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Probe launched into filmed police attack

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Probe launched into filmed police attack
Photo: YouTube
18:12 CEST+02:00
Authorities are investigating violent tactics used by Berlin police to subdue a man on Saturday. After shooting him in the leg, officers used pepper spray, kicked him in the head, and set a dog on him. The incident was caught on film.

The apparently deranged André C. was seen walking through the streets of the city's Wedding district holding two knives and carrying an axe in his waistband on Saturday afternoon. A police car arrived and two officers jumped out of the car holding firearms. The situation escalated when the 50-year-old moved to attack the officers after they called on him to drop his weapons.

Eyewitnesses said a female officer fired at least five warning shots into the air, and then shot at the man, hitting him once in the calf and grazing his stomach twice. Reinforcements were called because the man still clung to one of his knives.

A video filmed by a passer-by and released on the Bild website shows five officers then surrounding the man sitting on the ground. They can be seen spraying him twice with pepper spray, hitting him on the arm with a baton, and kicking him in the back of the neck. One officer then appears to let a police dog bite him in the head.

André C. sustained severe injuries while he was being overpowered and later underwent emergency surgery. He was reported to be out of danger on Monday.

Several eyewitnesses gave a damning account of the police's actions. "The policewoman looked totally frantic," one local resident told the B.Z. newspaper. "She just kept screaming 'drop the knife, drop the knife.' "

"The officers looked scared," eyewitness Yessin B. said, while another told Bild newspaper, "The man looked defenceless, the police response seemed brutal."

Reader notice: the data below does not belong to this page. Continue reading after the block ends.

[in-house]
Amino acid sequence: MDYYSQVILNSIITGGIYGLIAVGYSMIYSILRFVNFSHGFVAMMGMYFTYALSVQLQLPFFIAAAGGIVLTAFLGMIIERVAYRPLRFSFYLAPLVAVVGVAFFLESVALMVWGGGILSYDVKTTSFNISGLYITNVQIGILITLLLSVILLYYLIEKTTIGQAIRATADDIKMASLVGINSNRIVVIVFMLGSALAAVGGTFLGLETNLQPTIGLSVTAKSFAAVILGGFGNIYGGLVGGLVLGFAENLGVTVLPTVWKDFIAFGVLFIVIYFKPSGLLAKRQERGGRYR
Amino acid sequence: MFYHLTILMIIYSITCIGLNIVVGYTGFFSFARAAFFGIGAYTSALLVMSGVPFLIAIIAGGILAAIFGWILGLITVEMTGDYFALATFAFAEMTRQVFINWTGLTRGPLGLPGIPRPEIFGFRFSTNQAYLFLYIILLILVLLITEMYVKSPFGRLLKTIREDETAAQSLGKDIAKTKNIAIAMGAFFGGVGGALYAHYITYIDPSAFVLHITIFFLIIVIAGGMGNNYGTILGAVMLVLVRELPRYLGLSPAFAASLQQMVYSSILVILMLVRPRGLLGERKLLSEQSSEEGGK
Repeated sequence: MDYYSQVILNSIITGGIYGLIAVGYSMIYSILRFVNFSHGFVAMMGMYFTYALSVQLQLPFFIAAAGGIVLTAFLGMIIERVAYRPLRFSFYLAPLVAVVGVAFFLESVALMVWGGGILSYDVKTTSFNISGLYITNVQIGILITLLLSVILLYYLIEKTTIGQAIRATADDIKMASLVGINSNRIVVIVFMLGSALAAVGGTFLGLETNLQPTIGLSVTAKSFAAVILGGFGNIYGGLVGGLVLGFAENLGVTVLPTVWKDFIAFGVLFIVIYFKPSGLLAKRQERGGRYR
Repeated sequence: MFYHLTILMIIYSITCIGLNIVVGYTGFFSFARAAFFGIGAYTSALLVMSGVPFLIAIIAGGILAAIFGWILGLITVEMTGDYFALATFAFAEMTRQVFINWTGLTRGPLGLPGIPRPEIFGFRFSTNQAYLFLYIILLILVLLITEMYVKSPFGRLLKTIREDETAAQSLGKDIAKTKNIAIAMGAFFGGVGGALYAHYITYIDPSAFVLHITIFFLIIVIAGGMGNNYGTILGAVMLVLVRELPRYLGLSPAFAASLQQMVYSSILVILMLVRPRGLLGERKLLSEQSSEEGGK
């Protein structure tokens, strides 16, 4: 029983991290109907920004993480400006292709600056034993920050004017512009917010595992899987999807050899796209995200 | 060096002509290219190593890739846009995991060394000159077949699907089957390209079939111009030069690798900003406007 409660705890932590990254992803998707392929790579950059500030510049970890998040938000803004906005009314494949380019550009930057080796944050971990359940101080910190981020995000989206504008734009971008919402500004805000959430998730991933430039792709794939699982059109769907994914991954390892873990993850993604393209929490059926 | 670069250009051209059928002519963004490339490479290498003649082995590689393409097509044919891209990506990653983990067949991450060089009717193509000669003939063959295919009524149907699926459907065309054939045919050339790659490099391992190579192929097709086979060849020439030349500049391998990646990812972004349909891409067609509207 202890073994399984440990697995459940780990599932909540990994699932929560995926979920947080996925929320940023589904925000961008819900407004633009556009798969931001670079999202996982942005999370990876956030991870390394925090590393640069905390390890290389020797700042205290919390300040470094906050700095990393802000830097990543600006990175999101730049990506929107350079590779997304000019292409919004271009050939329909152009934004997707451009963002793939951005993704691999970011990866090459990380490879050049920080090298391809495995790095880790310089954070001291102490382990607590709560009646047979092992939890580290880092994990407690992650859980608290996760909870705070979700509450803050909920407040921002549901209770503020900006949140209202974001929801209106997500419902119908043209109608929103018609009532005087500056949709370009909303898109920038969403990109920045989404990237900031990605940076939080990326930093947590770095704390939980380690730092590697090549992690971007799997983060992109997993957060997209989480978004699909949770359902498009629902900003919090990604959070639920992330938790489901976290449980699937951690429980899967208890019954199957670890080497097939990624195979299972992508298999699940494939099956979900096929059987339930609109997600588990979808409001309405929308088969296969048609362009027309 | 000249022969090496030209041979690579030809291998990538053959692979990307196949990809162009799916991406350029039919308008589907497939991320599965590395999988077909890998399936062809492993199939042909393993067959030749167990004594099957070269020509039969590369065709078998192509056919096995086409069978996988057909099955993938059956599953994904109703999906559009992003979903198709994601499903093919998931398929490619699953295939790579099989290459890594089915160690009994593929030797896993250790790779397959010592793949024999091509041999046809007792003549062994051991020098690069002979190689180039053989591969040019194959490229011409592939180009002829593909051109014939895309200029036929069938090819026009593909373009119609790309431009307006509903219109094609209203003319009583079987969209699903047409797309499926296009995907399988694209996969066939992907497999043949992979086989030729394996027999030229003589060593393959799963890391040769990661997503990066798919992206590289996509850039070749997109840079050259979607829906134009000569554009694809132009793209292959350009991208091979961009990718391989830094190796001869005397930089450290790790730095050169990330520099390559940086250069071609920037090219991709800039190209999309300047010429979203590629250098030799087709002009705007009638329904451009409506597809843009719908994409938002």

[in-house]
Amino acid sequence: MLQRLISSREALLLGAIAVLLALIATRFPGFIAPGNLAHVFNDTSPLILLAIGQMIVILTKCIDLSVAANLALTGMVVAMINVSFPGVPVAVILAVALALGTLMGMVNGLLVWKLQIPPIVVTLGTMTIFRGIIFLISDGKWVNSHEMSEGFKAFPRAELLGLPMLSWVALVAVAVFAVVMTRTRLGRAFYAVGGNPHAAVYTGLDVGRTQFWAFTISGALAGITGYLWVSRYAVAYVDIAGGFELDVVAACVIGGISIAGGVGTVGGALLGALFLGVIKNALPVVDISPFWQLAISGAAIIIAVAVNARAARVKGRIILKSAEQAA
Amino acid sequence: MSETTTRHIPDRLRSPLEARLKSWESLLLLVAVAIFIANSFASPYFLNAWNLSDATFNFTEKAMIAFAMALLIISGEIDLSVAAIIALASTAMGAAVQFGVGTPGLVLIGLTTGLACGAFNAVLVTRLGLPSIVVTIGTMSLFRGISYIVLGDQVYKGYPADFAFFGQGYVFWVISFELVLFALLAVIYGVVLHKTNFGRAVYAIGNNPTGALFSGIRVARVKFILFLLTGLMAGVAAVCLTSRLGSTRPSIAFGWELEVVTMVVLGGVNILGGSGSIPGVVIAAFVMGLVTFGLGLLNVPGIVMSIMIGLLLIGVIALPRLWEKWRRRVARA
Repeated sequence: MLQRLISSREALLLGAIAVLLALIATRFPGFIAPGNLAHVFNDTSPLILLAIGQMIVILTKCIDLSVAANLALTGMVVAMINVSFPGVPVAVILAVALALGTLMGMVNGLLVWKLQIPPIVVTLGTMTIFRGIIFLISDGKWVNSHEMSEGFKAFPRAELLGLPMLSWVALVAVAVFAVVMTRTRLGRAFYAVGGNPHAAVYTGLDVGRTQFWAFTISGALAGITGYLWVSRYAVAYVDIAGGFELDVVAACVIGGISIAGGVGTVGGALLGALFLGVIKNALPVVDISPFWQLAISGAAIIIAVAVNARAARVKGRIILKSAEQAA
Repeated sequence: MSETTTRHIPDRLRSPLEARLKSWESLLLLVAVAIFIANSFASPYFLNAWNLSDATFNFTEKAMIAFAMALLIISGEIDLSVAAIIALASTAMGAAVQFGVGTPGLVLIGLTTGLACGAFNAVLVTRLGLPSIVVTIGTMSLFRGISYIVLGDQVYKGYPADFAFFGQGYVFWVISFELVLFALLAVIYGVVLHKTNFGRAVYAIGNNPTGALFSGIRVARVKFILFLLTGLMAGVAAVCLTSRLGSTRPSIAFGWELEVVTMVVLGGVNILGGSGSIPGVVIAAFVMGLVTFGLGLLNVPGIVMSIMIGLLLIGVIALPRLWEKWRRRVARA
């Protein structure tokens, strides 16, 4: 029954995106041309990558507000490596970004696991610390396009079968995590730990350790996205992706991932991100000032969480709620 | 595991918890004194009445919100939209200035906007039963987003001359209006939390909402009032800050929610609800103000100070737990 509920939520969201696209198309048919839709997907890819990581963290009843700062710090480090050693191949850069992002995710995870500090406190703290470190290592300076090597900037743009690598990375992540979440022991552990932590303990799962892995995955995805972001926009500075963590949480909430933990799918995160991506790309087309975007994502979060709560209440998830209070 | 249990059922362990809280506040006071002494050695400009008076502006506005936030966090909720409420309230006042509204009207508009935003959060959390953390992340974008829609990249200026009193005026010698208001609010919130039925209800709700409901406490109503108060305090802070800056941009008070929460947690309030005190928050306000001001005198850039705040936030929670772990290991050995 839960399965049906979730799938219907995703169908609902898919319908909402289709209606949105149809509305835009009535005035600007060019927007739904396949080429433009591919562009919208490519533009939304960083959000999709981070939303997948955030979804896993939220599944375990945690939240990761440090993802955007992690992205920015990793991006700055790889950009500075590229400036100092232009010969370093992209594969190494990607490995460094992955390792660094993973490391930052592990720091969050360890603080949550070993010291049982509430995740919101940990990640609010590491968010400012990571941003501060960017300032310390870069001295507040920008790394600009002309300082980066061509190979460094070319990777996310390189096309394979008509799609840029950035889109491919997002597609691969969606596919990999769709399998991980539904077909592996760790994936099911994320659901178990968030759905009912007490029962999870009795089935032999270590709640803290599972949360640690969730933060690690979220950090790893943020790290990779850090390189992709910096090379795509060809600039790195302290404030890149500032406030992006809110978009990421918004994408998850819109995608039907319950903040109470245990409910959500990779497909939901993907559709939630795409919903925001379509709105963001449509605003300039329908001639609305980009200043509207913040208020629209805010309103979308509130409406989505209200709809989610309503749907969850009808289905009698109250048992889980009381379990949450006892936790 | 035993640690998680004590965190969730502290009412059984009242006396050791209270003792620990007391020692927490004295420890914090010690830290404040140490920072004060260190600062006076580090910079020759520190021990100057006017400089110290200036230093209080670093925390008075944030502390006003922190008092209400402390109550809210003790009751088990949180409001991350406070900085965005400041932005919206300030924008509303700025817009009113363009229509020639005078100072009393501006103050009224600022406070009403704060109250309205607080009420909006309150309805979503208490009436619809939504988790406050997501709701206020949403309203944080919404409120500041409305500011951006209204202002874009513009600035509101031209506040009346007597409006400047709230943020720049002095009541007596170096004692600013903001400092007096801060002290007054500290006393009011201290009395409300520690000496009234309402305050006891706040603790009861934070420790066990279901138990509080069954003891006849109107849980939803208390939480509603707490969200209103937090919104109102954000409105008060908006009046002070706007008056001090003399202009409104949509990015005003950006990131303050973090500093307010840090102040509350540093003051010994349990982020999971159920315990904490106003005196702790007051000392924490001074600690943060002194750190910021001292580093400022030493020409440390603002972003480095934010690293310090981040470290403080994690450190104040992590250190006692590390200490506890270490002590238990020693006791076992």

State criminal investigators have launched a routine investigation to determine whether the police's violence was appropriate, while police unions were quick to defend the officers.

"Anyone who calls that brutal, I'd like to watch them wet themselves if they were in that situation," said Bodo Pfalzgraf, head of the Berlin branch of police union DPolG. His counterpart Michael Purper of the GdP union added, "If the police shouts warnings, and even fires warning shots and the man still won't drop the weapon, then resorting to violence is allowed."

Berlin politicians also gave cautious support for the police. "After the warning shots, the man knew what he was letting himself in for," said Christoph Lauer, security policy spokesman for the Berlin Pirate Party, who intends to raise the incident at a parliamentary committee meeting. "The video does not show what happened before and afterwards."

But André C.'s nephew Martin K. said the police's response was much too tough. "My uncle was already lying on the ground seriously injured," he told B.Z., adding that he couldn't explain his relative's deranged behaviour.

The paper reported that André C. had got into an argument with "a group of Asians" that afternoon, had gone home to get something and was then stopped by the police.

"My uncle is usually a really nice guy who wouldn't do anything to anyone," said 23-year-old Martin K. "He just drinks a bit too much. His son died 10 years ago in an accident in Thailand, and his father died six weeks ago. He hasn't really got over it yet."

André C. has no previous convictions, though he has come to the police's attention for misdemeanours including verbal abuse in the past three years.

The Local/bk

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